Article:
Kauffman Labs Inaugural Incubator Program Brings In Education-Focused Entrepreneurs from Massachusetts, Michigan, and Bay Area
Surprise: we’re writing about an incubator. (OK, it might not come as a surprise. There’s been no shortage of news surrounding programs designed to create and accelerate tech startups across the nation, as my colleague Greg recently noted.)
The Education Ventures Program, which will kick off later this month, is a bit different, though. It’s not necessarily looking for the next billion-dollar Web or software startup, but is entirely focused on developing businesses and technologies out to improve education.
This one comes from the Ewing Marion Kauffman Foundation, and naturally it lines up with the organization’s vision of spurring economic growth. “Through our entrepreneurship education program, we hope that we can catalyze more founders of high growth, scalable business,” says Sandy Miller, director of Kauffman Labs for Enterprise Creation, which runs Education Ventures. “The reason for the explicit focus on those types of businesses is that data has come out showing that the majority of net new job creation comes from firms less than five years old.”
The 25 entrepreneurs selected for the inaugural four-month program will work at Kauffman Labs in Kansas City, MO, for the first month, will be closely matched with a business to work alongside for two months, and will finish the last month back at the Kauffman. In addition to fostering the growth of new companies, the foundation has another aim for the program: to learn what helps startups take off.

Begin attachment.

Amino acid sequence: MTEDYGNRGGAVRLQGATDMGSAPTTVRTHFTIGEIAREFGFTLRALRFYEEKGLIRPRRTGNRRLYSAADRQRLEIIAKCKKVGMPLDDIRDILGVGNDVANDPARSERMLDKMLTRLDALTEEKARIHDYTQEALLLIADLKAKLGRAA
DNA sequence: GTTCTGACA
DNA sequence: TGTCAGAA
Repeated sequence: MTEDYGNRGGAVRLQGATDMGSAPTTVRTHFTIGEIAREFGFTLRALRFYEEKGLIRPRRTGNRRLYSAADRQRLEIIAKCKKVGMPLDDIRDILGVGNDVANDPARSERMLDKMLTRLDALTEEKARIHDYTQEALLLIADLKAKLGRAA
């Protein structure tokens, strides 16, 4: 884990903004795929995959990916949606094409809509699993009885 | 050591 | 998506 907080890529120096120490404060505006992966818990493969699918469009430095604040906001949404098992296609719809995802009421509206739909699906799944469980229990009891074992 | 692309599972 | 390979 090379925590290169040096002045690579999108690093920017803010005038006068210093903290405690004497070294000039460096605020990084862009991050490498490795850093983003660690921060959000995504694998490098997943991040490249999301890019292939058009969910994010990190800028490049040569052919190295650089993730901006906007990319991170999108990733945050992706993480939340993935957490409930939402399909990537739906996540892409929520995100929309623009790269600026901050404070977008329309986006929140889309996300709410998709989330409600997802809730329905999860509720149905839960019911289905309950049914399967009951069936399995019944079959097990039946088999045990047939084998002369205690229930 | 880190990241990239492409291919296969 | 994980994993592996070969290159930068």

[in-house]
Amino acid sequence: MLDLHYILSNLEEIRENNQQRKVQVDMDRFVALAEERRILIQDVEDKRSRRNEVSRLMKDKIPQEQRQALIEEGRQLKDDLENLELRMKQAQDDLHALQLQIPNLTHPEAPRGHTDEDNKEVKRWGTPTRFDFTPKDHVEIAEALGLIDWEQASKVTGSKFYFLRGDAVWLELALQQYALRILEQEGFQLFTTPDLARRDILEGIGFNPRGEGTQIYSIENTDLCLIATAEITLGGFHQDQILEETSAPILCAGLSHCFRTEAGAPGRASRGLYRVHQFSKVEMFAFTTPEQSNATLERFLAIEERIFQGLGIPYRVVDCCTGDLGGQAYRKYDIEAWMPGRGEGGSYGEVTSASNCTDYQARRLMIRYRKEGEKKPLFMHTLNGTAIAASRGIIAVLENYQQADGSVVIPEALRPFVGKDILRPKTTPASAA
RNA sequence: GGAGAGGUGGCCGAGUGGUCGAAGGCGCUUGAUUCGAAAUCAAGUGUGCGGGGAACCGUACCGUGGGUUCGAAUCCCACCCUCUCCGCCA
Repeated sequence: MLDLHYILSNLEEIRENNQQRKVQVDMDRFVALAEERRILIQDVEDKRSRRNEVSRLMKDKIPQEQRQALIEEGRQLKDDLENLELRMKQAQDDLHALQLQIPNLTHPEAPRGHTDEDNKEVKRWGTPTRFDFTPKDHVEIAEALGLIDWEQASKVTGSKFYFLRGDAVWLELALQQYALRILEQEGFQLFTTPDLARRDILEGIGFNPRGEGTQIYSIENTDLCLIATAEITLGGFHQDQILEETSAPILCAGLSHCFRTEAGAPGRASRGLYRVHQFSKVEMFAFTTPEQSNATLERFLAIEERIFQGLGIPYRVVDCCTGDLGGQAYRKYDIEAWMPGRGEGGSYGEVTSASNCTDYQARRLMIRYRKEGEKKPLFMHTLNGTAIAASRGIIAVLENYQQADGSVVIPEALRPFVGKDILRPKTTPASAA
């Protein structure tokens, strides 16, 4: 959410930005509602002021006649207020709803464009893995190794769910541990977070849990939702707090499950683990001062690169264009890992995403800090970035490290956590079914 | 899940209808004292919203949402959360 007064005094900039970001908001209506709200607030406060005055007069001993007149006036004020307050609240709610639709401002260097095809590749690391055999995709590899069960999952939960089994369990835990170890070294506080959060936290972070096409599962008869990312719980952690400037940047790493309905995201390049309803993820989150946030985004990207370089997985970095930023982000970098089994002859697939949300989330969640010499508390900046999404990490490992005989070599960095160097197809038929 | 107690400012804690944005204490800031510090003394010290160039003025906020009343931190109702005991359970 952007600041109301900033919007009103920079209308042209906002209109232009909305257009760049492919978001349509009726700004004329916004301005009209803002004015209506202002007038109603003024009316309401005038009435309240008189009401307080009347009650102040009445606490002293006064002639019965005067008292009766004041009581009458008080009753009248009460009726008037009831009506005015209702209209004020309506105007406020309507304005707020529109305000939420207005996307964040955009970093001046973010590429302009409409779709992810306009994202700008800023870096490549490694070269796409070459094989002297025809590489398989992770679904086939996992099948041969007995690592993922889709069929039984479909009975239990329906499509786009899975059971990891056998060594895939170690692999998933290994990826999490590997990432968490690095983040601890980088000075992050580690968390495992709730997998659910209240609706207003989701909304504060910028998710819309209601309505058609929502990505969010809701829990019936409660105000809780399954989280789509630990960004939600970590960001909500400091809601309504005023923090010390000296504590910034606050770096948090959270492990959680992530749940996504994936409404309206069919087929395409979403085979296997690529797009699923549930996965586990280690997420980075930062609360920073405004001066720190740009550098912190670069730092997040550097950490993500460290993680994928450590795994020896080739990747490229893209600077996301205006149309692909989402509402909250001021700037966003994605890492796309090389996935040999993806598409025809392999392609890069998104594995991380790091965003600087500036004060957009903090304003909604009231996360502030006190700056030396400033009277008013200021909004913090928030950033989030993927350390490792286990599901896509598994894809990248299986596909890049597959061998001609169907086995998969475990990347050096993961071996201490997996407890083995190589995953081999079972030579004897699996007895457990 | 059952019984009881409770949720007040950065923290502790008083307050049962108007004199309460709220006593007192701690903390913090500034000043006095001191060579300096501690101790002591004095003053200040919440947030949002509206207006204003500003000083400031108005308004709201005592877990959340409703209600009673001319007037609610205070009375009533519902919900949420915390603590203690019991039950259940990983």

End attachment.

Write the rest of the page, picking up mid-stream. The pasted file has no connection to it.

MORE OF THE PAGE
“It’s really important while we’re delivering this entrepreneur education program to really study this activity, and make inroads into better understanding the science of startups,” Miller says.
Education Ventures is the pilot version of a new crop of entrepreneurial education programs from Kauffman Labs. Two more will be announced this year, each targeting ideas in different sectors. The next one will focus on the food and nutrition market, Miller told me, but she’s keeping the focus of the third one a surprise for now.
The narrow industry focus is one quality that sets the Kauffman programs apart from other early-stage startup incubators like TechStars or YCombinator, which accept a range of Web and IT startups. The program is also taking on ideas on the non-profit and services side, as well as entrepreneurs who are very early on in developing their concept, rather than requiring formally developed business plans. And Miller describes the Kauffman Foundation as “the most benign investor or cofounder you can imagine,” meaning it won’t take an ownership stake in its participating startups in exchange for the support it provides. Instead, it’s providing a payment directly to the entrepreneurs, prorating a $70,000 annual salary across the four-month duration of the program.
Kauffman has picked entrepreneurs from a trio of Xconomy regions for its inaugural class of the Education Ventures Program. We highlighted participants from Massachusetts, Michigan, and the Bay Area. Read below for details and comments from the entrepreneurs I was able to connect with. (Information on the full class of the Education Ventures Program can be found here.)
—Ann Arbor, MI-based Bhargav Sri Prakash and Dmitry Tarasev are developing 3D simulation games for education. Prakash previously … Next Page »